During the evaluation, fragments of 15th- to 16th-century pottery were recovered,along with pieces of medieval glazed floor-tiles, and an unusually large assemblage of fragments of bone-working waste.
Thaxted is considered to be of major historical importance, as it includes historic buildings and street layout.
The village of Thaxted has 149 Listed Buildings, including the great parish church and the guild hall, and the surviving later medieval town street layout includes the market-place. The bone-working waste items derive from the town’s thriving medieval/early modern cutlery industry. The industry would have involved cutlers and associated craftsmen, manufacturing and trade, trade guilds and outlets, in the retail space under the two guild halls, stalls in the market-place, the fair, and houses with shops. The cutlery industry brought prosperity to the town and its impact can still be seen here, for example, probably in the building of the church.
Thaxted was a large village by the time of the Domesday survey. The Essex Record Office provides a history of Thaxted on SEAX (Essex Archives Online): ‘… It is, however, as a medieval town that Thaxted is renowned. The area of the town was owned by a number of manors, the largest being Thaxted Manor which was based within the town itself. Thaxted was granted a market in 1205, but it probably had already had a market function before that date.
In the 14th century, the documents record rapid expansion in the town, when it became the centre of a thriving cutlery industry. In the Poll Tax returns of 1393 there were 79 cutlers, 11 smiths, 4 sheathers and 2 goldsmiths, which means that over a third of the adult male population was employed in the cutlery and associated trades. There is no obvious reason why the cutlers chose Thaxted, although it is known that the Manor of Thaxted encouraged the industry by introducing cheaper rents. The earliest references to the industry in Thaxted are late 13th century. The evidence of the 14th-century surveys is that the industry attracted a large number of immigrants to the town. The 14th-century and later expansion, contrary to national economic trends, was due to the cutlers alone. The industry appears to have died out by the 16th century … [The charter of 1556 refers to ‘greate ruine and decay by reason of greate povertie and necessyti’] …’ – at http://unlockingessex.essexcc.gov.uk/uep/content_page.asp?content_page_id=133&content_parents=48,94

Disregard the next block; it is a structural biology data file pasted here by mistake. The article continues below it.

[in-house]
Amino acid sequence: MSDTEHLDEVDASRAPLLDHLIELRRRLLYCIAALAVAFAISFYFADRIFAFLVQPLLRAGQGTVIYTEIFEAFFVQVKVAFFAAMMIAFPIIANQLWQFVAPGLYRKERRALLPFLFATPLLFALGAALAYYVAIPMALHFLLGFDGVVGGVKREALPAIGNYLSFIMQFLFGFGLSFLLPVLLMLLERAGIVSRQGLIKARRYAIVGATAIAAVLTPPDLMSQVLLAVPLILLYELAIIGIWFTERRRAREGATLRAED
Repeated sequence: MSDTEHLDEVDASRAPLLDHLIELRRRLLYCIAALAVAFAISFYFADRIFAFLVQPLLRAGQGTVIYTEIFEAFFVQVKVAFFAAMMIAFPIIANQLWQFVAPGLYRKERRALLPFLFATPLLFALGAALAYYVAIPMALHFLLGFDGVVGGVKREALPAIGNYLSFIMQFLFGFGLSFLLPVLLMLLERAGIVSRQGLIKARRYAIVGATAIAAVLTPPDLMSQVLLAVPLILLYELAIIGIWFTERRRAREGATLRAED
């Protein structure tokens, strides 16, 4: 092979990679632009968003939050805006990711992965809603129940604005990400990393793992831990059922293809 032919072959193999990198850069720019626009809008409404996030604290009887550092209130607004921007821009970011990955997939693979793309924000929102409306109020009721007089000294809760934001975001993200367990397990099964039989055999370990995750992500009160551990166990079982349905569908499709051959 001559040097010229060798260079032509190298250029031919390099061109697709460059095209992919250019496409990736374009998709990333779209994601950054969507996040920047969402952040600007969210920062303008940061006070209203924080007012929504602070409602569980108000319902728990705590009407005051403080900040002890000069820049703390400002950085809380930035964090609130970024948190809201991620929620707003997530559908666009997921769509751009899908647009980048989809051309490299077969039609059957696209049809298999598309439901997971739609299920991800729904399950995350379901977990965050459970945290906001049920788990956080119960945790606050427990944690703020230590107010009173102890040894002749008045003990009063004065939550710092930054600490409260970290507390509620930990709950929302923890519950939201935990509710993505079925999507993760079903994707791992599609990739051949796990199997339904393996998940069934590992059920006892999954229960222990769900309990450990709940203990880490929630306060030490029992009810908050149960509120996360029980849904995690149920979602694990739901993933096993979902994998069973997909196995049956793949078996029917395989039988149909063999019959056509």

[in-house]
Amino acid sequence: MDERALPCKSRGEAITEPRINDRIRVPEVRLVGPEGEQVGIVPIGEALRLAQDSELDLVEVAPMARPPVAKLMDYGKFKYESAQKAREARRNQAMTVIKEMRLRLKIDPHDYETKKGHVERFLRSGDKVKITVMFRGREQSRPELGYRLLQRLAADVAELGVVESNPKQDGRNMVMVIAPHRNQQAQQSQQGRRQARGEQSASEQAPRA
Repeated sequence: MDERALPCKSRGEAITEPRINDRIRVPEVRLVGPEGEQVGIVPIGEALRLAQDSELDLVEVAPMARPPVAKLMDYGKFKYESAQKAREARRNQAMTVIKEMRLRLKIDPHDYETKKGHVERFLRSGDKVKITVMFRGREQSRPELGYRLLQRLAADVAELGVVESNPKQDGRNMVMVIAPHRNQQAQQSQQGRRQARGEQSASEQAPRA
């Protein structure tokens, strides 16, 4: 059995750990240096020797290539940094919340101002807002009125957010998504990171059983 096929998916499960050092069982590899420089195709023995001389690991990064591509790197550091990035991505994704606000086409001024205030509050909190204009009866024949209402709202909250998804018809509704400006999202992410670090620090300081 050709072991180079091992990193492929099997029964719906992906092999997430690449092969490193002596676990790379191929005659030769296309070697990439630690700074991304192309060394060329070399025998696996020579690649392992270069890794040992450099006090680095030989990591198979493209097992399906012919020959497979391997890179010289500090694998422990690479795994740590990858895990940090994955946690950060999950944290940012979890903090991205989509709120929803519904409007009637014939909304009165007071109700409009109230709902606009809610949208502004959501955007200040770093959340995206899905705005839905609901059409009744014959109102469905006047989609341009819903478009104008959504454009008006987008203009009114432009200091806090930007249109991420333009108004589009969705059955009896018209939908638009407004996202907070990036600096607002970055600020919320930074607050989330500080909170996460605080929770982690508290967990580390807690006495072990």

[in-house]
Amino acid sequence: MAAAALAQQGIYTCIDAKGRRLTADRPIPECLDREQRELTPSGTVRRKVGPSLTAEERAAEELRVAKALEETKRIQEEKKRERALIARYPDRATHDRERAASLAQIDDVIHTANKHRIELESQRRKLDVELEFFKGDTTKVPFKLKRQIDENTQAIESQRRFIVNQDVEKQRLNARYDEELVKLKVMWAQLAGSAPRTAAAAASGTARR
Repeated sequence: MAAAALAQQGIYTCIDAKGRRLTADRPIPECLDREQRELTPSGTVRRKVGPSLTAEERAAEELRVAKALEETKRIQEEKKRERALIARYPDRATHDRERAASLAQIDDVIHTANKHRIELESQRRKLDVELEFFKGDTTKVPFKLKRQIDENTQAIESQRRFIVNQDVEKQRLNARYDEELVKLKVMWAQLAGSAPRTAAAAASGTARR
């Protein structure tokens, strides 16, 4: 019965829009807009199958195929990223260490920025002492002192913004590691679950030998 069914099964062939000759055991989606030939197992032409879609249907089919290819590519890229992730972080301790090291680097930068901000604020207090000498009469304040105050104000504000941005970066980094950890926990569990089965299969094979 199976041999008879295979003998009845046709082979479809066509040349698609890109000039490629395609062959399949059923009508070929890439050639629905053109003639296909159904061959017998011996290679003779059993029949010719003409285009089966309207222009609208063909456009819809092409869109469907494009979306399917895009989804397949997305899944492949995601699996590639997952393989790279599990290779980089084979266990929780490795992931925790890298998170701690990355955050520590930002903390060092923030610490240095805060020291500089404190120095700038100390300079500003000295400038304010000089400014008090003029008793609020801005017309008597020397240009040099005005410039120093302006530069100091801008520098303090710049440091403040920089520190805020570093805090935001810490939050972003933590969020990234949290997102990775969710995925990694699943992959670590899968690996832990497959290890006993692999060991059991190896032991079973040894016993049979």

Cutlery manufacture required water and so the cutlers would have settled by the stream which passed through the middle of the town. Apparently, Middle Row seems to have largely consisted of cutlers’ premises. Bone-working waste has been collected before in Thaxted, ie from archaeological sites on Town Street and Weaverhead Lane. The bone-working waste which we have collected consists of mostly cattle metapodials, with the ends cut off, and which have been shaped and finished. Some of the fragments show saw-marks. The bone would have been worked to make cutlery with bone handles and iron blades.
The site was supervised by Trust archaeologist Adam Wightman, who is also the faunal remains specialist.
Source: Colchester Archaeology Trust